Dallas Mavericks Owner Mark Cuban’s Allegations of Misconduct Against the SEC Enforcement Staff are Without Merit, Says Inspector General’s Report

According to the US Securities and Exchange Commission’s Inspector General, billionaire Mark Cuban’s allegations of misconduct against the federal agency’s enforcement staff are unfounded. The Dallas Mavericks basketball team owner’s accusations stem from the insider trading case that the SEC had filed against him.

In its 2008 Texas securities lawsuit against Cuban, the SEC accused him of selling his stake in Mamma.com after being told in confidence that the search engine company was planning a private investment in public equity transaction. The PIPE transaction was likely going to cause the company’s stock to drop in value, and SEC says that although Cuban had agreed to keep the information confidential he went ahead and sold his shares. This caused him to avoid losing more than $750,000.

The Commission considered this a breach of his confidentiality agreement and an act of insider trading. The SEC based its insider trading theory against the billionaire on its rule defining duties of confidence and trust to include a person agreeing to keep information confidential. In 2009, a federal judge dismissed the case against Cuban on the grounds that he hadn’t been an “insider” in this instance.

Last year, however, the U.S. Court of Appeals for the Fifth Circuit in Texas revived the securities case against him. The court said it was “plausible” that Cuban knew he wasn’t supposed to sell his shares in order to avoid losing money. However, it refrained from deciding whether the billionaire entrepreneur was wrong to sell his stock. A lower court in Dallas has been ordered to review the case for additional discovery.

Cuban has responded with complaints to SEC Inspector General H. David Kotz. He contends that the enforcement agency’s lawyers treated him unfairly and had been “biased and improper.” He also claims that investigators abused the “Wells notice” process and sent one out before finishing his investigation, as well as intimidated one of his witnesses. Cuban also is accusing the SEC of closing its probe into Mamma.com to get the company’s executives to help in the agency’s investigation into the insider trading allegations against him.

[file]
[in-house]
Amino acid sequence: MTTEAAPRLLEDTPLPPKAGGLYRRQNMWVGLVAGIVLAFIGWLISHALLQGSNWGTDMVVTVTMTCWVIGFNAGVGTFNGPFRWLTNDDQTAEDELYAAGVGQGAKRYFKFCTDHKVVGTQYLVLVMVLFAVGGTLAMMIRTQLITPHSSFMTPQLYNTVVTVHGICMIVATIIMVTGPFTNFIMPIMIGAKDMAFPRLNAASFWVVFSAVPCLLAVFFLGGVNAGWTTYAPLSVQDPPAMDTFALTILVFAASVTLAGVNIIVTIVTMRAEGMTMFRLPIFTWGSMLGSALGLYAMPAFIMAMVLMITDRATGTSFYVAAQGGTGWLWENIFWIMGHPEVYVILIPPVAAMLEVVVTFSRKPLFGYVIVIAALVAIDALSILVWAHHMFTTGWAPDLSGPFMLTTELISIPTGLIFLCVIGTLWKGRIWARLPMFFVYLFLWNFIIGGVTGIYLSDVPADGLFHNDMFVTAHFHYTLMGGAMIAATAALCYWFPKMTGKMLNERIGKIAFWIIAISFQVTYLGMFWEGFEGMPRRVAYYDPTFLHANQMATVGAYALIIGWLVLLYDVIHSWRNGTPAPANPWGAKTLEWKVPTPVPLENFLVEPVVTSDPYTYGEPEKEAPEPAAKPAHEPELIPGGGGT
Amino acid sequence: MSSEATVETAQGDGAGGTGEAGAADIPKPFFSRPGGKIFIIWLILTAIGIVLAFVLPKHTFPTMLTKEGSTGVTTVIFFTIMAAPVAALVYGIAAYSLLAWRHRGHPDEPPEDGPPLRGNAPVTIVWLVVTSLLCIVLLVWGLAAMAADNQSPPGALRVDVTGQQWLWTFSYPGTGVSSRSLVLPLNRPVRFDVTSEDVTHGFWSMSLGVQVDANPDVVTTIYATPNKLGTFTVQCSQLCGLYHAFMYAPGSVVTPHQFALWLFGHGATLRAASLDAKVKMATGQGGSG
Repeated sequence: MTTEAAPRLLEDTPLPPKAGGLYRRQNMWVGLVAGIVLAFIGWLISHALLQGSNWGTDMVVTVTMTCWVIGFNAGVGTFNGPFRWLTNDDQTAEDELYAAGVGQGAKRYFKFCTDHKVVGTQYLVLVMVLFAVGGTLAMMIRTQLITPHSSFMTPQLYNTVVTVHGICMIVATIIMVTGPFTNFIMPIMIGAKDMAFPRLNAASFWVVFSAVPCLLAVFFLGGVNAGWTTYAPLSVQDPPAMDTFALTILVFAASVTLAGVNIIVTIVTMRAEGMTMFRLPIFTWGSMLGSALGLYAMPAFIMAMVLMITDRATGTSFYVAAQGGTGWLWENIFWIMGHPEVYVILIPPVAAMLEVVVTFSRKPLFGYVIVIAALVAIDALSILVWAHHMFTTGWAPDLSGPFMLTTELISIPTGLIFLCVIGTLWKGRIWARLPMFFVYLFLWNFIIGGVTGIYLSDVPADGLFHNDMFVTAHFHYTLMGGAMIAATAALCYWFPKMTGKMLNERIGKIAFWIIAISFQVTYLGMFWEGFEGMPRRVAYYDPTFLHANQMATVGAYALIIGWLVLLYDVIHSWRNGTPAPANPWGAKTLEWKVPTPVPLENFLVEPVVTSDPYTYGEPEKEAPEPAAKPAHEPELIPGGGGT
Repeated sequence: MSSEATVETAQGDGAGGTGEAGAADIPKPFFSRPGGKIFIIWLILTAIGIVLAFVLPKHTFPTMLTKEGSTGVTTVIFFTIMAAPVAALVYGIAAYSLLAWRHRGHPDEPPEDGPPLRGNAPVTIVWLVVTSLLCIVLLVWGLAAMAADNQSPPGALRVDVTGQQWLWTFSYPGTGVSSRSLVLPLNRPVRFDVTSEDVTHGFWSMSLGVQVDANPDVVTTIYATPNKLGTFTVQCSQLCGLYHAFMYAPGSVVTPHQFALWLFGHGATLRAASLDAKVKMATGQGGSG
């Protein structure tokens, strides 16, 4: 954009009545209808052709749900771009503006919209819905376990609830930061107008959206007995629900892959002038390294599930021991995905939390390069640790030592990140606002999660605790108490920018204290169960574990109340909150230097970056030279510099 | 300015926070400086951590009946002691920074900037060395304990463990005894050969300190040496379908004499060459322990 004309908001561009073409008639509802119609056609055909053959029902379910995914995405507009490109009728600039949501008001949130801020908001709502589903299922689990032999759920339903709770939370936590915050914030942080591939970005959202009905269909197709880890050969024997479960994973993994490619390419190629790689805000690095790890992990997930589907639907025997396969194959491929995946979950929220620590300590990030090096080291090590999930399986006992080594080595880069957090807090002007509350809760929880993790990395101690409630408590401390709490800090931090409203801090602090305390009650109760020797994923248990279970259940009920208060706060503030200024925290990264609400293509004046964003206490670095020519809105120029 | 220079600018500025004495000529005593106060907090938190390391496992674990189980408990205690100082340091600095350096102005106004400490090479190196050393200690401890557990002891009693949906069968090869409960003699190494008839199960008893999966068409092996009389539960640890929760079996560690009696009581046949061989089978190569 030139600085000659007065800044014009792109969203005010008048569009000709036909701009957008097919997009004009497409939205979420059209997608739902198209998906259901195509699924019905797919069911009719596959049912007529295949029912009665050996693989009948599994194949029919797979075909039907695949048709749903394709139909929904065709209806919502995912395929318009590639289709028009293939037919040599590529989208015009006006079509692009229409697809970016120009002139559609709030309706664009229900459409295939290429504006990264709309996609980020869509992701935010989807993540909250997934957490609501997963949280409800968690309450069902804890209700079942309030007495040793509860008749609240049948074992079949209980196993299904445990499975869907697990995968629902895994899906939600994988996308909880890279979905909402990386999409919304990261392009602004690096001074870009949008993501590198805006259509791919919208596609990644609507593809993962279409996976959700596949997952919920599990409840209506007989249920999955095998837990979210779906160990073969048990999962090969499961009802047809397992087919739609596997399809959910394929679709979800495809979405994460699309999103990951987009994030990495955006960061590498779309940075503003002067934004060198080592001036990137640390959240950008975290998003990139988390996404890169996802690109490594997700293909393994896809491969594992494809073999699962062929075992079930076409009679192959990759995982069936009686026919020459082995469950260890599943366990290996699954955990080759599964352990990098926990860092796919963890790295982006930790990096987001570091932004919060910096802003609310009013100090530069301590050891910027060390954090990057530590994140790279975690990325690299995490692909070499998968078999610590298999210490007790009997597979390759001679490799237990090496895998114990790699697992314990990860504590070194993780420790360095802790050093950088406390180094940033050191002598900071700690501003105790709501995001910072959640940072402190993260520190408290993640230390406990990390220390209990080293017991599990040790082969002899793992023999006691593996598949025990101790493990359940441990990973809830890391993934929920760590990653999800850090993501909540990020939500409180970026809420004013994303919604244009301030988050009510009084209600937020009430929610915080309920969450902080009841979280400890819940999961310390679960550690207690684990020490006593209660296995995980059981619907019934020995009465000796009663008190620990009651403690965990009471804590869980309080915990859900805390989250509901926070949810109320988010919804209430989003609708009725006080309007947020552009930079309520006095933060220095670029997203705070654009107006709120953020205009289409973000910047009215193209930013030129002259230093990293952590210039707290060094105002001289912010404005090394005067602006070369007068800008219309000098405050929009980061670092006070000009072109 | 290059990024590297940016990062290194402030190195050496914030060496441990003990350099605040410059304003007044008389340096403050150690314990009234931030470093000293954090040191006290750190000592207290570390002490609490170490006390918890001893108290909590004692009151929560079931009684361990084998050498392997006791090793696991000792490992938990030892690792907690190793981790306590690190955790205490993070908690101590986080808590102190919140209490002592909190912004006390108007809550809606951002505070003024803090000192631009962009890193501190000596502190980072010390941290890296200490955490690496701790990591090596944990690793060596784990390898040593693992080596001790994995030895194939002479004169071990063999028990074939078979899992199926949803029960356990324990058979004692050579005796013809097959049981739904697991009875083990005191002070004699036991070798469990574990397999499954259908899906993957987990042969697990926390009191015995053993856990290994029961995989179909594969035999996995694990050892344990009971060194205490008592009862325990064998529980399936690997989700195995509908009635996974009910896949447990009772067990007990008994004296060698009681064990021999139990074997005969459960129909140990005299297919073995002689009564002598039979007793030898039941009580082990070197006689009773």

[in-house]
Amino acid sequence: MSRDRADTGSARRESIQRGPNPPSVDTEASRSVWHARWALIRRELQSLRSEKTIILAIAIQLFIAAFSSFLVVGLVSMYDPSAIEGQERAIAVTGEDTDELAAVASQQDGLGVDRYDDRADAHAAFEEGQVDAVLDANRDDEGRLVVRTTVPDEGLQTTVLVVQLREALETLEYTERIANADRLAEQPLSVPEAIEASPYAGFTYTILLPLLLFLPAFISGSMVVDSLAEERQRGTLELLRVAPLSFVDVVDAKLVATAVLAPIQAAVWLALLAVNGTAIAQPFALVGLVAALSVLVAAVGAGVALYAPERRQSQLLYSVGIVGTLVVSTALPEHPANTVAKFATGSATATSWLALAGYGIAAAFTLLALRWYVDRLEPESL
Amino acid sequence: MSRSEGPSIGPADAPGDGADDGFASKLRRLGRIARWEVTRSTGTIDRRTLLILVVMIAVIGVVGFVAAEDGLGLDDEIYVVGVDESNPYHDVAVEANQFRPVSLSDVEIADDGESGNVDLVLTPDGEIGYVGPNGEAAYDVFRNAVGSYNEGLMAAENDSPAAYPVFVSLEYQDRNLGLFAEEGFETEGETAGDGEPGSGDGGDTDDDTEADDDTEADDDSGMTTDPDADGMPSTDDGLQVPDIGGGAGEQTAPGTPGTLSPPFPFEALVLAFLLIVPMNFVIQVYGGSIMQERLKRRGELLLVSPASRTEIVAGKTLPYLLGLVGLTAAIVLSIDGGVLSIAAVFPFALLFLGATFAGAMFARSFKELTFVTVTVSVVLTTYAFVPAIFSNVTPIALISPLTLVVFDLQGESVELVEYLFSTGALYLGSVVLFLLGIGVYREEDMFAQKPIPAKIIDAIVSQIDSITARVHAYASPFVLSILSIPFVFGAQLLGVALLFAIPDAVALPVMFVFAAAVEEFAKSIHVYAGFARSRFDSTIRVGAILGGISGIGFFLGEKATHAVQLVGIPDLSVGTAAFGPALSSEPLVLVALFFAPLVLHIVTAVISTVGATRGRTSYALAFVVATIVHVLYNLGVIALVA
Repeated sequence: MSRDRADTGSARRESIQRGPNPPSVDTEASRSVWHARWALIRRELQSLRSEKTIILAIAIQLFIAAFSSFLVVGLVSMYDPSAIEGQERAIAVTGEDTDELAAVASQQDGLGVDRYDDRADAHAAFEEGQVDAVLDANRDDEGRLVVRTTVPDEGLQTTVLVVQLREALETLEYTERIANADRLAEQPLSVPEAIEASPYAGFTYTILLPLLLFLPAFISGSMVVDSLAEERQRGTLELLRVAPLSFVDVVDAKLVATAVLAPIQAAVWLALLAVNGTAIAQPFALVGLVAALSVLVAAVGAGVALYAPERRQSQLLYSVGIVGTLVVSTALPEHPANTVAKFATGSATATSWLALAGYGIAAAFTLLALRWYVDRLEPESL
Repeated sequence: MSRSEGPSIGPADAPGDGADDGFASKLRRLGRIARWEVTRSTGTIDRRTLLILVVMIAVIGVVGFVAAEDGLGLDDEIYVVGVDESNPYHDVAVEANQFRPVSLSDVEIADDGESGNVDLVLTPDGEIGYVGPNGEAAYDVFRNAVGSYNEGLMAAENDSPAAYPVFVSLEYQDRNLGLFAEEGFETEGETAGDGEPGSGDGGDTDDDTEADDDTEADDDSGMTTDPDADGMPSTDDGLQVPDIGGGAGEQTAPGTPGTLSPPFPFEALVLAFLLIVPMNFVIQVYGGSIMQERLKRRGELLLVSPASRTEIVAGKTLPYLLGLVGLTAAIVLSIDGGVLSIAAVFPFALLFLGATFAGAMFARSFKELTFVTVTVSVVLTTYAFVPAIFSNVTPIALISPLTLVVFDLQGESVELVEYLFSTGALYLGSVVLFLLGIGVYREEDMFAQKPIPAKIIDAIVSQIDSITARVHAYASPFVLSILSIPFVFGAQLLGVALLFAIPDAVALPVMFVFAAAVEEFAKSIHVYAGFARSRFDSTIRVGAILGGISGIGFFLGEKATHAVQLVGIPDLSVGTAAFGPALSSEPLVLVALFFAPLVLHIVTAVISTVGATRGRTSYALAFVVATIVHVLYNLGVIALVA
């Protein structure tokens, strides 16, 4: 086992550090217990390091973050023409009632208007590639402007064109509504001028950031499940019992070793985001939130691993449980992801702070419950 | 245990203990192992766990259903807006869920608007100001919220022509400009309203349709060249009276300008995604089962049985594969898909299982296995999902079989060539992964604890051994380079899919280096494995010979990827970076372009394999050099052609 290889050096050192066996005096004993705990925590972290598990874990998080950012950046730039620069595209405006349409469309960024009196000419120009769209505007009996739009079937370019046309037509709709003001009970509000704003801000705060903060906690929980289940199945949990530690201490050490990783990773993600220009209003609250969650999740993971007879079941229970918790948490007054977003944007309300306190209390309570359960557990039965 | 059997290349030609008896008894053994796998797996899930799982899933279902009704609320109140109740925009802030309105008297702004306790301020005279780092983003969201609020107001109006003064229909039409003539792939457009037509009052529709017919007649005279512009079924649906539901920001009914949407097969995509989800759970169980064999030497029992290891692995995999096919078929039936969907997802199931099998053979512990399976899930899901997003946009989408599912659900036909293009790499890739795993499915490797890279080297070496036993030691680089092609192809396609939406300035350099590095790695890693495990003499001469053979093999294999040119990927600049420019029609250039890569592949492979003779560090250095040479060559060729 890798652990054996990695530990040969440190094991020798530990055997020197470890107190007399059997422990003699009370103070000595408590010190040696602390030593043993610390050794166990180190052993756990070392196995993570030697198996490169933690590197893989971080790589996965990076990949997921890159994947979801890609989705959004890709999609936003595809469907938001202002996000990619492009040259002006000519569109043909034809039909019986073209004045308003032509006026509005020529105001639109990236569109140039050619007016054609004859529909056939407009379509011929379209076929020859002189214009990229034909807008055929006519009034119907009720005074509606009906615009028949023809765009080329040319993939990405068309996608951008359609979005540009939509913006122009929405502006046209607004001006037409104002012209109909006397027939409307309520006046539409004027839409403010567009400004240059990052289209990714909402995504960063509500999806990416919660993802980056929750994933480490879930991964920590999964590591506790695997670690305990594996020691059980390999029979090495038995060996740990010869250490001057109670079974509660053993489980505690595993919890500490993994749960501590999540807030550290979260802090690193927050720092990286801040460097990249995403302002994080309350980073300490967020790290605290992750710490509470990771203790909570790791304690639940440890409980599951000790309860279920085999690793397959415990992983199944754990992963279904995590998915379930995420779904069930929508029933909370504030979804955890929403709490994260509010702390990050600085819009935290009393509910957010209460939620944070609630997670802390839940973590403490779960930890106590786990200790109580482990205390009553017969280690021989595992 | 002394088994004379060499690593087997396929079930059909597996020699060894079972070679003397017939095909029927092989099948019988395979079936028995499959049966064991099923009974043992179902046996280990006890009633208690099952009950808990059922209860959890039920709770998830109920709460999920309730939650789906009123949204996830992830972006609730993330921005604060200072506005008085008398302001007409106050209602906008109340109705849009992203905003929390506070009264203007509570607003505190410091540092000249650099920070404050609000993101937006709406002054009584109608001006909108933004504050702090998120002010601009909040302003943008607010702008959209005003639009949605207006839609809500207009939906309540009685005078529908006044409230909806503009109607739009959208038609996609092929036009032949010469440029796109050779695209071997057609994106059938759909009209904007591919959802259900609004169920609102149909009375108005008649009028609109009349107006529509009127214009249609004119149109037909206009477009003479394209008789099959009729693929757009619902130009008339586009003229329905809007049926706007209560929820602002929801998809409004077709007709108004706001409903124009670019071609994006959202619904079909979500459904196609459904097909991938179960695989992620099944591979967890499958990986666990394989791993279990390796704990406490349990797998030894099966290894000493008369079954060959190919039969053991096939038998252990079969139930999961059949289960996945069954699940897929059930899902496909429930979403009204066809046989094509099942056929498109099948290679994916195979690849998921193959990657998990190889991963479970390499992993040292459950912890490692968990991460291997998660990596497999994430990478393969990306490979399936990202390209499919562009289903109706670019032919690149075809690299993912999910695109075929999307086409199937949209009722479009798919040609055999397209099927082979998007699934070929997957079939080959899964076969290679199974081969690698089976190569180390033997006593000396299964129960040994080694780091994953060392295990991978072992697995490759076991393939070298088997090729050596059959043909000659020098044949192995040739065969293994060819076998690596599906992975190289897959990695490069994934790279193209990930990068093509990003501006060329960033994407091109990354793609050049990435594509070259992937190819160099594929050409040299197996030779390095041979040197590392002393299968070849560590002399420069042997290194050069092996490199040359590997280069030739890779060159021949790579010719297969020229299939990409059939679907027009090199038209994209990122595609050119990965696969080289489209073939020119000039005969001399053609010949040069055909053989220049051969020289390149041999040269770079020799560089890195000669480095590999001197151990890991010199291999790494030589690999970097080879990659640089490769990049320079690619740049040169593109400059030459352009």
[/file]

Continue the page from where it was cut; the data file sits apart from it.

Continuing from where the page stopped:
Kotz’s office, in its 101-page report following its investigation into Cuban’s allegations against the SEC, said that there is not enough evidence to support the billionaire’s accusations. The OIG included also included its findings into the conduct of ex-SEC trial lawyer Jeffrey Norris, who was suspended after sending emails that may have been politically charged to Cuban (Norris was later fired for similar misconduct). Kotz’s office says that Norris hadn’t been involved in the SEC’s investigation into the Cuban case.

SEC lawsuit against billionaire Cuban revived, Salt Lake Tribune, September 21, 2010
US sports magnate charges against SEC unfounded, Reuters, September 17, 2011
Mark Cuban’s Grudge Match With the S.E.C., NY Times, April 30, 2011
SEC Watchdog Finds Little to Support Cuban’s Allegations of Improper Conduct, BNA Securities Law Daily, October 3, 2011
Read the OIG Report (PDF)


Related Web Resources:
After District Court Dismisses Texas Securities Fraud Against Billionaire Mark Cuban, SEC Appeal Can Now Move Forward, Stockbroker Fraud Blog, August 17, 2009
Ex-Goldman Sachs Board Member Accused of Insider Trading with Galleon Group Co-Founder Seeks to Have SEC Administrative Case Against Him Dropped, Institutional Investor Securities Blog, April 19, 2011
Houston Judge Overturns $9.2M Securities Fraud Ruling Against Morgan Keegan, Stockbroker Fraud Blog, October 11, 2011
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